STRASBOURG – French President Emmanuel Macron said it is “essential” for the Europe Union to increase the bloc’s “climate and energy sovereignty.”

“We must quickly open up the debate to increase the European contribution to implementing the Paris Agreement,” Macron said in his opening speech at the European Parliament in Strasbourg on April 17, winning the applause of the MEPs in the chamber.

“We’re completing the discussions on the Energy and Climate Package, but it is clear that we must move on to a new phase that is committed to this and I hope that in a few months we will reopen the debate on a flat rate or a price for carbon,” Macron told the packed plenary session.

“France is in favour of a minimum price and a CO2 border tax, as well. It is not a technical instrument; it’s the way to ensure to ensure a credible energy transition,” Macron said.

Macron stressed that the European model is embodied in the EU’s commitment to protecting the environment, climate, and health. He noted, however, that while Europe shares a lot with the United States and is one of its closest allies, the US under Donald J. Trump “is rejecting multilateralism, free trade, and climate change.”

Macron wrapped up his debate at the European Parliament just before MEPs adopted two draft laws aiming to significantly cut C02 emissions. According to the MEPs, CO2 emitted by transport, farming, buildings, and waste must be cut by 30% across the EU. CO2 emitted and absorbed by forestry and land use must balance out by 2030.

The MEPs stressed that the EU’s targets will be turned into binding national targets for sectors which are not covered by the current EU Emissions Trading Scheme, including agriculture, transport, building and waste, which together account for about 60% of the EU’s greenhouse gas emissions.

These cuts will contribute to meeting the EU’s overall collective pledge, under the Paris Agreement on climate change, to deliver a 40% cut in greenhouse gas emissions in all sectors from 1990 levels.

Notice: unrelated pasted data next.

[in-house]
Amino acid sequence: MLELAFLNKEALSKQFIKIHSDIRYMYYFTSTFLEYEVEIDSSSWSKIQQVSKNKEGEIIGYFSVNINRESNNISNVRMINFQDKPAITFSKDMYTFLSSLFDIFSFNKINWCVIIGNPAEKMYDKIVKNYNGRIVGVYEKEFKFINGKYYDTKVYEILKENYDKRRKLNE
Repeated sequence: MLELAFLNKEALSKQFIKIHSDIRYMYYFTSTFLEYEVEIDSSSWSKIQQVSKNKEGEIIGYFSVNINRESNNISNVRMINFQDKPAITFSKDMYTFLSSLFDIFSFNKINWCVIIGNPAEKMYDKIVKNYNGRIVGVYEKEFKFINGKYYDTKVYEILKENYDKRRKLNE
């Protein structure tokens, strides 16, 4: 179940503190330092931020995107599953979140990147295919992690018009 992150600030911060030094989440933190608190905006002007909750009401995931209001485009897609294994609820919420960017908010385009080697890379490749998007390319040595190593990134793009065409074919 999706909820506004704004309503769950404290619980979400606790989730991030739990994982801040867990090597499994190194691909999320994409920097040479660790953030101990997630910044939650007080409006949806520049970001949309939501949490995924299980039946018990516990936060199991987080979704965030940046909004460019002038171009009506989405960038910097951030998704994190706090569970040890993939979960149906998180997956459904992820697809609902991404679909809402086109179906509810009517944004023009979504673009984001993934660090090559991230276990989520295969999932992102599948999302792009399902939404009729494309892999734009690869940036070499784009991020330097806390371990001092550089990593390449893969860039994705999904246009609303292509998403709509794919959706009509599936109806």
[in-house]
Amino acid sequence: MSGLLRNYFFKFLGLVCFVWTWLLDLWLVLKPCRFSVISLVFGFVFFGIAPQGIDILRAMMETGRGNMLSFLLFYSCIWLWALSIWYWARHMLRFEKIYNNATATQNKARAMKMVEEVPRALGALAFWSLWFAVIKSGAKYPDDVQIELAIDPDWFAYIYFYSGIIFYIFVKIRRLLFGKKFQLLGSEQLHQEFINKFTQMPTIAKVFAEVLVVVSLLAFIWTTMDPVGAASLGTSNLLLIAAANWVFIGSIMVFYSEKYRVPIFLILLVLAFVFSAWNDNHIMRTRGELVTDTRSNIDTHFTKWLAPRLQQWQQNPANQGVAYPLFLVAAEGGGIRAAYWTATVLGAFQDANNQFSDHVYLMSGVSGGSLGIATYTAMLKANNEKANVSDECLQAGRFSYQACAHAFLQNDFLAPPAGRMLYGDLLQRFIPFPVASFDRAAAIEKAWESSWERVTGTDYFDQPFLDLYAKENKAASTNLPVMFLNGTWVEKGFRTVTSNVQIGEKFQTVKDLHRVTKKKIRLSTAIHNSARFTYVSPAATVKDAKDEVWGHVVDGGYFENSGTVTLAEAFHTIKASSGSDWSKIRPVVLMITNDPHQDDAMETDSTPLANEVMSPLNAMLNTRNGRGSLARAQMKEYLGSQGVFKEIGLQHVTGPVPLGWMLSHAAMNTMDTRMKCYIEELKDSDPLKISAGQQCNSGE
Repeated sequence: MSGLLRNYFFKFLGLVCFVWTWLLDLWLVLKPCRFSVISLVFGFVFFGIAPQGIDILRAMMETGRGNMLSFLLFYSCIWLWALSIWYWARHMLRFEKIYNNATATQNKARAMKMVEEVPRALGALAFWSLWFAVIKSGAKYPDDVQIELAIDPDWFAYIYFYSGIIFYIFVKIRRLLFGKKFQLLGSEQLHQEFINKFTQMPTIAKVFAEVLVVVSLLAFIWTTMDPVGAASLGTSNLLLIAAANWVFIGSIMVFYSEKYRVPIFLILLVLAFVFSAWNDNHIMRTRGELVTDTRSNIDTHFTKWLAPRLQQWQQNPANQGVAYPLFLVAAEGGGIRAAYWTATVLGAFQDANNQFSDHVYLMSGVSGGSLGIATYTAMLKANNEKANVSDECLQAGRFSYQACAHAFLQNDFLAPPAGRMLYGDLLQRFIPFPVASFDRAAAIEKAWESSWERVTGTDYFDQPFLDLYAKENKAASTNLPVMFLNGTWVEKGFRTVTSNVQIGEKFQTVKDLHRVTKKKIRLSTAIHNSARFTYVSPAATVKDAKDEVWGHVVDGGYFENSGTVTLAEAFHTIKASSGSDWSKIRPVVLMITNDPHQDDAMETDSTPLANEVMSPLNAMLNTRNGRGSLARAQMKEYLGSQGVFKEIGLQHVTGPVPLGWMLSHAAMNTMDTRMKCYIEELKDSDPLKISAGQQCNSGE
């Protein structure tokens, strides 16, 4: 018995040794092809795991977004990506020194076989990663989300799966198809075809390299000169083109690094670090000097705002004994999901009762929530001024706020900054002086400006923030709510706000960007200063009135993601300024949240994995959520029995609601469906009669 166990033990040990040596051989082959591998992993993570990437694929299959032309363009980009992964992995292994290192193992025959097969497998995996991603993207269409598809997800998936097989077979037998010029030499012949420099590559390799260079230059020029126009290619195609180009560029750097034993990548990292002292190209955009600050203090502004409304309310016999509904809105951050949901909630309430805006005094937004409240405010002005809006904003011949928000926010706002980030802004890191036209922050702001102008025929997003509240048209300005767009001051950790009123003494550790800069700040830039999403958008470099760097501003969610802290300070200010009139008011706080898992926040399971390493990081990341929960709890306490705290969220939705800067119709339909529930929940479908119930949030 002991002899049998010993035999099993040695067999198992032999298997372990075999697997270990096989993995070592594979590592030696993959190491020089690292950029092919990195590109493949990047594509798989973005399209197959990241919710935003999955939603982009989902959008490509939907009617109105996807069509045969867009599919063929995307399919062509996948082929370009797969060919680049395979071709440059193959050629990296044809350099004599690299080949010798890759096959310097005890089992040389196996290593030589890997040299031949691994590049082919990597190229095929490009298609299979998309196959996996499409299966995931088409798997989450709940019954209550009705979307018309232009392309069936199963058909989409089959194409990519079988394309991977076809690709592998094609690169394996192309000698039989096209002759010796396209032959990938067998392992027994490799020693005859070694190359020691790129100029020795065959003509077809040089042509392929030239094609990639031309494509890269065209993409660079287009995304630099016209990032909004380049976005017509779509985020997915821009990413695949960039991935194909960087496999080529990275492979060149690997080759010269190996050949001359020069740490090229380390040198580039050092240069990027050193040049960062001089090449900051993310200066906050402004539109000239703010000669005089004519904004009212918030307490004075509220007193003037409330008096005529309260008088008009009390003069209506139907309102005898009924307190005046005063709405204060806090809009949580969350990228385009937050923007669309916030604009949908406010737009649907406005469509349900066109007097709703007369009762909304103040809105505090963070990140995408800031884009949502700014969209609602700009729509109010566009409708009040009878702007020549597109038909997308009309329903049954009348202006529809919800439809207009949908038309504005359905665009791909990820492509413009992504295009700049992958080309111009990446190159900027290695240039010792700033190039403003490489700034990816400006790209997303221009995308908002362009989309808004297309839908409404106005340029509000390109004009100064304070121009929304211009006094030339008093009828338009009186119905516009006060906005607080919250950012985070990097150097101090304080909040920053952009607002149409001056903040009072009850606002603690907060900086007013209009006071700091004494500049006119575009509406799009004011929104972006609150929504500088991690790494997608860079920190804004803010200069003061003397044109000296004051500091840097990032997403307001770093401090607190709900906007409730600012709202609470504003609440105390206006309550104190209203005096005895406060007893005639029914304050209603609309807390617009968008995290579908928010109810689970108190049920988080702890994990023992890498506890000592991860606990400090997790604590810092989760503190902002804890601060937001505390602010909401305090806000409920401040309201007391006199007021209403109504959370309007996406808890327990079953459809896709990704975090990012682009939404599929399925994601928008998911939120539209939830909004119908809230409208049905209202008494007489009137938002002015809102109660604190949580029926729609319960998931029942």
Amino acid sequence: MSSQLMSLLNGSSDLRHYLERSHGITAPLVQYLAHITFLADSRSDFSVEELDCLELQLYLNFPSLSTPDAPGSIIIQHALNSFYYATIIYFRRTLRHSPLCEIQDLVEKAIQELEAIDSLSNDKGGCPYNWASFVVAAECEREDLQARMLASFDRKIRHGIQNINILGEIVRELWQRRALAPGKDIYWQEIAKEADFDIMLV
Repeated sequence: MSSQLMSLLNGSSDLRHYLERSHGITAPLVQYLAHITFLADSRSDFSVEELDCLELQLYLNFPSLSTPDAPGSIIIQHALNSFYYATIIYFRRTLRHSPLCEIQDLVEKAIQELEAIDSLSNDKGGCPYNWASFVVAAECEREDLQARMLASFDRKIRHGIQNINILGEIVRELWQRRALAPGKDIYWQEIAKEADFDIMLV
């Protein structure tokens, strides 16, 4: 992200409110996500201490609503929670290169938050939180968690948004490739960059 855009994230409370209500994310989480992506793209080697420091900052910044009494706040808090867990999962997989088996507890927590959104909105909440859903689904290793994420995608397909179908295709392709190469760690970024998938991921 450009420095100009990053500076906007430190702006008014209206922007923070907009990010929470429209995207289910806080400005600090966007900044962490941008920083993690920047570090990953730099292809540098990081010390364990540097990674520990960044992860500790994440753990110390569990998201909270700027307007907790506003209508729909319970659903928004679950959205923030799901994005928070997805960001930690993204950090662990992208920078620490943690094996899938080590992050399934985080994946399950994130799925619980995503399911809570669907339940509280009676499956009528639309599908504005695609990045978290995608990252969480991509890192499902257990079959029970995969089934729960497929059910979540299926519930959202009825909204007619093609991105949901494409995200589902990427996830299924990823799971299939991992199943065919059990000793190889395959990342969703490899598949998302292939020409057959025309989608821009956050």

Dutch MEP Gerben-Jan Gerbrandy, who is steering the legislation through the European Parliament as rapporteur, said MEPs have done their best to agree on an ambitious European climate action regulation, despite the attempt of many EU governments to undermine the goal

“Thanks to pressure from the Parliament, we have succeeded in lowering the allowed carbon budget with the emissions of about four million cars. European governments will have to do more, however, and they will have to do it earlier,” Gerbrandy said, stressing that delaying climate action is no longer possible.

“This regulation requires all governments to speed up green investments to tackle emissions from agriculture, transport, waste, and buildings,” he said, adding that this regulation is also designed to increase European climate ambition over time. “I am especially looking forward to the long-term climate strategy that the European Commission is currently preparing. If we want to reach a zero-emissions economy by 2050, we need to speed up the transition in all of the Member States and the economic sector,” the Dutch MEP said.

While in Strasbourg, the MEPs also adopted a separate law aimed at cutting greenhouse gas emissions from land-use and forestry and boost the level of emissions absorbed by forests as a way to tackle climate change. EU forests absorb the equivalent of nearly 10% of total EU greenhouse gas emissions each year.

The proposed law would lay down rules under which EU countries have to ensure that deforestation is balanced by planting new trees, and sets measures to develop the sector in order to boost CO2 absorption by forests, croplands, and grasslands. The European parliamentarians bolstered these provisions by adding that the Member States should boost CO2 absorption to exceed emissions in line with the EU’s long-term objectives and the Paris Agreement.

The UN’s definition of land use, land-use change, and forestry is about the positive contribution of agriculture and forestry to combat climate change, said rapporteur Norbert Lins, an MEP from Germany. “I am convinced that we have succeeded in strengthening the bio-economy – wood for house building, furniture, and bioenergy,” he said. “With this legislation, we are sending out a signal that we want our forests in Europe to continue to be managed sustainably. We want to continue to maintain strong forestry in Europe.”

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